The present invention relates to an adhesive tape used together with a clamping metal band to prevent an implosion of a cathode ray tube and to remove an electrostatic charge from the cathode ray tube. The present invention also relates to a process for reinforcing a cathode ray tube with the adhesive tape and the clamping metal band against an implosion thereof and forming a circuit of the above adhesive tape for removing an electrostatic charge from the cathode ray tube.

Description of the Related Art

A cathode ray tube (hereinafter CRT) or a Braun tube used for television equipment or display is applied with a very high electrical voltage for forming an image, and this causes a generation and accumulation of electrostatic charges at a peripheral portion of the CRT. The electrostatic charges not only attract dust, etc., but also are dangerous to viewers if the CRT is touched by hand. Further, accumulated electrostatic charges may degrade the quality of the image and cause interference of an image.

Various attempts have been made to try to remove the electrostatic charges, due to the disadvantages thereof described above, and in general, a graphite or electrically conductive coating is applied to the periphery of the CRT by which electrostatical charges are collected and grounded through a clamping band and to an earth circuit arranged in a cabinet etc., since restructuring of the CRT or television equipment, etc., is limited.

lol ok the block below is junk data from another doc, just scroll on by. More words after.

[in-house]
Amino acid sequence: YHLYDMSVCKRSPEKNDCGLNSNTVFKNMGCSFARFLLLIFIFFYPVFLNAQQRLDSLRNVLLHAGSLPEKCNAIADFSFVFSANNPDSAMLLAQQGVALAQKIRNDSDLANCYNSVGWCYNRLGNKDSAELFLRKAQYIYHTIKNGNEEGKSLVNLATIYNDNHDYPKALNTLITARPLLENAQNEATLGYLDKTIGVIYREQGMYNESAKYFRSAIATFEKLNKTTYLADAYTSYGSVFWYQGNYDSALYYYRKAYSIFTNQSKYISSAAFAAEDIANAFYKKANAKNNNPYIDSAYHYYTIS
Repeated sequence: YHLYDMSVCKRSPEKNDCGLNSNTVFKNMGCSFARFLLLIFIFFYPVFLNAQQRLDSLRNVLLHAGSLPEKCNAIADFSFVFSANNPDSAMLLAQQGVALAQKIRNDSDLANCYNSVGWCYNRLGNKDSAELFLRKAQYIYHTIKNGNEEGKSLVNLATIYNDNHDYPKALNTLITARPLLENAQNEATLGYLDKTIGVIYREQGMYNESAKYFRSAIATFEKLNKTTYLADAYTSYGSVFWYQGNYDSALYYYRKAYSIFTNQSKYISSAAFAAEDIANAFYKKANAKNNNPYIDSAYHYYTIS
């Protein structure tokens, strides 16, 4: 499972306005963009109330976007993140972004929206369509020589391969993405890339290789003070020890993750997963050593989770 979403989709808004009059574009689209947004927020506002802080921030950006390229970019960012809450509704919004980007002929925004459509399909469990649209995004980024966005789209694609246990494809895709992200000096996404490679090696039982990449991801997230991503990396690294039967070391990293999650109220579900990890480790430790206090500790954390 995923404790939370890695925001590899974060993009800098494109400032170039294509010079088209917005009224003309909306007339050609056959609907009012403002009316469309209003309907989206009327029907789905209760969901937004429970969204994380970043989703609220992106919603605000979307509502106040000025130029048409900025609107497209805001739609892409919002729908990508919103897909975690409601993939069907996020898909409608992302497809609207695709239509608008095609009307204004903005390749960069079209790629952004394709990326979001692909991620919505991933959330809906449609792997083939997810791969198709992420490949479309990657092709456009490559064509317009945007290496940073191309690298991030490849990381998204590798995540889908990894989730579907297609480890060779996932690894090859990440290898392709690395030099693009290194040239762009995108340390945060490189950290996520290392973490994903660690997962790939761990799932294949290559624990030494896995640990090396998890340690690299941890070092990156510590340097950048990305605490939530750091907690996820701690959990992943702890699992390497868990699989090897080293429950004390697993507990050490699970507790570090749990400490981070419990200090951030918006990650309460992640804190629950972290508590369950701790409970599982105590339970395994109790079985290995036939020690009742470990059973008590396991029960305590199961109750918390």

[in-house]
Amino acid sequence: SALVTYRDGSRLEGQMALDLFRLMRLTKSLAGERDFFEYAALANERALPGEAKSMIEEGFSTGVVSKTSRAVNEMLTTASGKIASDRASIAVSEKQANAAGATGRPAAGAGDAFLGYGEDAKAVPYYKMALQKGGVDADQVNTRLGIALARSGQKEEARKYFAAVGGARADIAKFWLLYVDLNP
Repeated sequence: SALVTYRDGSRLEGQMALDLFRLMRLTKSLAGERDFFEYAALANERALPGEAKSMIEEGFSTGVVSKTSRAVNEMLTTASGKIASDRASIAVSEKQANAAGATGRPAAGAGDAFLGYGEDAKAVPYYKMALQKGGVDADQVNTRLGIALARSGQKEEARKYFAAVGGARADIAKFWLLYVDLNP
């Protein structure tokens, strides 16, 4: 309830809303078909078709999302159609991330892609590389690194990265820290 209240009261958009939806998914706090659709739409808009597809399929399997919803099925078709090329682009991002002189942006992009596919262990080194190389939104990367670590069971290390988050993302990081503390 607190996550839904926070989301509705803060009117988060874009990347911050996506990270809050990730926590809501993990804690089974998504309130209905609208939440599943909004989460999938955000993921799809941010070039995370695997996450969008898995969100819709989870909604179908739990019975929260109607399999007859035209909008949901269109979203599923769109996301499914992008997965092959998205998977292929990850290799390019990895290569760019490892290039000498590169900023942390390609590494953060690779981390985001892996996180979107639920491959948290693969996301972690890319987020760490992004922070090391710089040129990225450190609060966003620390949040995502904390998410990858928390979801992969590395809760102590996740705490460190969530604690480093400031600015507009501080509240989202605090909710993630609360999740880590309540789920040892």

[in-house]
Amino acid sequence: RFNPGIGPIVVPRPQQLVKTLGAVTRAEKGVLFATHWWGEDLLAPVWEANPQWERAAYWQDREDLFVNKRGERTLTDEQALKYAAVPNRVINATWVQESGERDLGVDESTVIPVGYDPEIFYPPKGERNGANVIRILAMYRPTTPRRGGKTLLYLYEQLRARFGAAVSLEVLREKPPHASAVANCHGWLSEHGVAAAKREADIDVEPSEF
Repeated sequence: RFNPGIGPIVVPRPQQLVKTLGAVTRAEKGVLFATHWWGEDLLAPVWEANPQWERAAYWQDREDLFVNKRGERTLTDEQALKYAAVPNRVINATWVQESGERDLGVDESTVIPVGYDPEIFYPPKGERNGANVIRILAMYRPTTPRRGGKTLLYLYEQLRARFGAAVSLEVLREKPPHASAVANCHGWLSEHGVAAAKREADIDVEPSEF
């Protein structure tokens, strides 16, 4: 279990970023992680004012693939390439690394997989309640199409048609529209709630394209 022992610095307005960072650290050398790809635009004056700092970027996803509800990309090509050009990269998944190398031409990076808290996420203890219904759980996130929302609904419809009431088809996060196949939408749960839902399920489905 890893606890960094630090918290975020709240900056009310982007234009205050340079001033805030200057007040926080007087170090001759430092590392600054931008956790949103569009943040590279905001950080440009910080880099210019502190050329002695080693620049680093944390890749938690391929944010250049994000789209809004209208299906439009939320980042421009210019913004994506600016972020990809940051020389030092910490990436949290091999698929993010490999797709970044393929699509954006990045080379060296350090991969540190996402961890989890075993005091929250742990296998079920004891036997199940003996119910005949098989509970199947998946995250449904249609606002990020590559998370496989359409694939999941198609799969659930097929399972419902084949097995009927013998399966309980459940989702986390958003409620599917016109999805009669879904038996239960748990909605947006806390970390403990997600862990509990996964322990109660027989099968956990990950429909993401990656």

The clamping band is used to prevent an implosion of the CRT, in which a high vacuum is established, due to an external impact thereon particularly from the front side, and is usually made of a metal, or a high tension material. To effectively transmit the clamping pressure of the clamping band, to the CRT, and to prevent a direct contact of the clamping band with a glass surface of the CRT, which may cause defects such as scratching of the glass surface, an adhesive tape composed of a polymer and glass cloth which is highly insulative, as disclosed in Japanese Examined Patent Publication No. 63-24291, must be adhered between the glass and the clamping band, and as a result, the formation of a circuit for the removal of electrostatic charges mentioned above must be effected by a means different from the above anti-implosion means.